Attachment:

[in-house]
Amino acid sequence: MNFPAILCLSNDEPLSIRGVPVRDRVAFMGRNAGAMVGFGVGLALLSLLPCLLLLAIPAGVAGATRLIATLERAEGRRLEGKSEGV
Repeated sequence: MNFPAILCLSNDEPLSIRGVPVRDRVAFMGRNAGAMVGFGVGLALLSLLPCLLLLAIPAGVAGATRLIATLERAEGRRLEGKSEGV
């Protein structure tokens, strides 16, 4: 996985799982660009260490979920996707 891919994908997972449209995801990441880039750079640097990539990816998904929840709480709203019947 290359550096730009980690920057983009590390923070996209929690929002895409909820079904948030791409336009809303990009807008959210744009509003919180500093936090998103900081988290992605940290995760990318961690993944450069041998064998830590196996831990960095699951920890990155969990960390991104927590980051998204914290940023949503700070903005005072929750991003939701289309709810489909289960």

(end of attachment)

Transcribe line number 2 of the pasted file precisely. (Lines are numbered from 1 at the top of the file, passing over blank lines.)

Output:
Amino acid sequence: MNFPAILCLSNDEPLSIRGVPVRDRVAFMGRNAGAMVGFGVGLALLSLLPCLLLLAIPAGVAGATRLIATLERAEGRRLEGKSEGV